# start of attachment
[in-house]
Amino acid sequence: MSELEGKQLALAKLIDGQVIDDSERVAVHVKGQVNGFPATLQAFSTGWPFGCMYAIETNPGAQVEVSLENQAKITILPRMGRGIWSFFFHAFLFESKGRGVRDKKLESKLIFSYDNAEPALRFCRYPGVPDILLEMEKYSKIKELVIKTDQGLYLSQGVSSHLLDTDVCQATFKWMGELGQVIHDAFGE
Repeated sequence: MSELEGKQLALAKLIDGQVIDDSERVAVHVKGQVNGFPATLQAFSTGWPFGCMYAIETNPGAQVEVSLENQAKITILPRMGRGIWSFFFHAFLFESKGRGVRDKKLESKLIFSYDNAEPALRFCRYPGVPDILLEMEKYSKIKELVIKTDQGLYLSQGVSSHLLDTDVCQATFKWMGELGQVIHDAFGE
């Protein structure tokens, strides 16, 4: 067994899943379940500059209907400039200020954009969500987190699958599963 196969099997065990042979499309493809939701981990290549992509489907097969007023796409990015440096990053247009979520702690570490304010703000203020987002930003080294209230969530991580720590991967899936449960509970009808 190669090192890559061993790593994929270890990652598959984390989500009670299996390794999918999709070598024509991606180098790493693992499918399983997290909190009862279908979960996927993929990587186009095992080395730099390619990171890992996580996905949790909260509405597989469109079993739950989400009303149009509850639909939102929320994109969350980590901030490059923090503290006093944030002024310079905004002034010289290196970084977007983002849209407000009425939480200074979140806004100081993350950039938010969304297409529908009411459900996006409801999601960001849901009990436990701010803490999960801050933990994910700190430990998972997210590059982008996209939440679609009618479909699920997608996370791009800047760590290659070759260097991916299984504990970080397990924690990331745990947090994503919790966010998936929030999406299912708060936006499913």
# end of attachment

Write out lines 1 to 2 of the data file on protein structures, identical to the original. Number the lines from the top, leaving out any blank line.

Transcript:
[in-house]
Amino acid sequence: MSELEGKQLALAKLIDGQVIDDSERVAVHVKGQVNGFPATLQAFSTGWPFGCMYAIETNPGAQVEVSLENQAKITILPRMGRGIWSFFFHAFLFESKGRGVRDKKLESKLIFSYDNAEPALRFCRYPGVPDILLEMEKYSKIKELVIKTDQGLYLSQGVSSHLLDTDVCQATFKWMGELGQVIHDAFGE